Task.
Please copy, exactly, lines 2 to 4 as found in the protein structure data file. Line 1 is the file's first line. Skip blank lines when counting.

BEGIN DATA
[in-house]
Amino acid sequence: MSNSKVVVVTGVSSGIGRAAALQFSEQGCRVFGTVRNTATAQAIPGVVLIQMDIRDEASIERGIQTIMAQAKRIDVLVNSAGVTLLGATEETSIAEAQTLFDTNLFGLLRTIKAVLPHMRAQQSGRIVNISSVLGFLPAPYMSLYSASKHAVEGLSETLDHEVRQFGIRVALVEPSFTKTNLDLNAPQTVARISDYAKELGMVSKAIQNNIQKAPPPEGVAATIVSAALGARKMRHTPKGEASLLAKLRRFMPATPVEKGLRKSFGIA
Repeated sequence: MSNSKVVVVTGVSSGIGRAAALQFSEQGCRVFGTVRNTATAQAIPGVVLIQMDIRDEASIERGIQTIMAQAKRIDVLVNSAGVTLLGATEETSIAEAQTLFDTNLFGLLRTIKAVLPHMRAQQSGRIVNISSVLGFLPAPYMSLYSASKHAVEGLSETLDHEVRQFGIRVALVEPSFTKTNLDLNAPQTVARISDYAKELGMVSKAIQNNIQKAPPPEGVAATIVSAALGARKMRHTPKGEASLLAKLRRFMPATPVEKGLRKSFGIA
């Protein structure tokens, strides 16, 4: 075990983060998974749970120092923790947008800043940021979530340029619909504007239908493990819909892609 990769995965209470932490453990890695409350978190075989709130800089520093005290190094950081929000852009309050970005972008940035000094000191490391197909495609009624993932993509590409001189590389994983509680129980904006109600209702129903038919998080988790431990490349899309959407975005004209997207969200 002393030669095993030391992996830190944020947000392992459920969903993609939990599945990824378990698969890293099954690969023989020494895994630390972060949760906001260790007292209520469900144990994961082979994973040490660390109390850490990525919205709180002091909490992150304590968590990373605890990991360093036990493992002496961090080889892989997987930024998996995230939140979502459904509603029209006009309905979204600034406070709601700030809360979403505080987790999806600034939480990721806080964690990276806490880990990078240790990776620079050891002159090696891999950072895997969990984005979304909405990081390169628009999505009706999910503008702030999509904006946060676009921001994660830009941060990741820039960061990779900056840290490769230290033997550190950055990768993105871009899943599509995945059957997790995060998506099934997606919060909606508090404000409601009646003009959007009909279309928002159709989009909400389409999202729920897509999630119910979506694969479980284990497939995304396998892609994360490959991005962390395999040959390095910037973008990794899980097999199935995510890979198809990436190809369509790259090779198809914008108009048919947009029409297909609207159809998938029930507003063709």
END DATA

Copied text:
Amino acid sequence: MSNSKVVVVTGVSSGIGRAAALQFSEQGCRVFGTVRNTATAQAIPGVVLIQMDIRDEASIERGIQTIMAQAKRIDVLVNSAGVTLLGATEETSIAEAQTLFDTNLFGLLRTIKAVLPHMRAQQSGRIVNISSVLGFLPAPYMSLYSASKHAVEGLSETLDHEVRQFGIRVALVEPSFTKTNLDLNAPQTVARISDYAKELGMVSKAIQNNIQKAPPPEGVAATIVSAALGARKMRHTPKGEASLLAKLRRFMPATPVEKGLRKSFGIA
Repeated sequence: MSNSKVVVVTGVSSGIGRAAALQFSEQGCRVFGTVRNTATAQAIPGVVLIQMDIRDEASIERGIQTIMAQAKRIDVLVNSAGVTLLGATEETSIAEAQTLFDTNLFGLLRTIKAVLPHMRAQQSGRIVNISSVLGFLPAPYMSLYSASKHAVEGLSETLDHEVRQFGIRVALVEPSFTKTNLDLNAPQTVARISDYAKELGMVSKAIQNNIQKAPPPEGVAATIVSAALGARKMRHTPKGEASLLAKLRRFMPATPVEKGLRKSFGIA
């Protein structure tokens, strides 16, 4: 075990983060998974749970120092923790947008800043940021979530340029619909504007239908493990819909892609 990769995965209470932490453990890695409350978190075989709130800089520093005290190094950081929000852009309050970005972008940035000094000191490391197909495609009624993932993509590409001189590389994983509680129980904006109600209702129903038919998080988790431990490349899309959407975005004209997207969200 002393030669095993030391992996830190944020947000392992459920969903993609939990599945990824378990698969890293099954690969023989020494895994630390972060949760906001260790007292209520469900144990994961082979994973040490660390109390850490990525919205709180002091909490992150304590968590990373605890990991360093036990493992002496961090080889892989997987930024998996995230939140979502459904509603029209006009309905979204600034406070709601700030809360979403505080987790999806600034939480990721806080964690990276806490880990990078240790990776620079050891002159090696891999950072895997969990984005979304909405990081390169628009999505009706999910503008702030999509904006946060676009921001994660830009941060990741820039960061990779900056840290490769230290033997550190950055990768993105871009899943599509995945059957997790995060998506099934997606919060909606508090404000409601009646003009959007009909279309928002159709989009909400389409999202729920897509999630119910979506694969479980284990497939995304396998892609994360490959991005962390395999040959390095910037973008990794899980097999199935995510890979198809990436190809369509790259090779198809914008108009048919947009029409297909609207159809998938029930507003063709």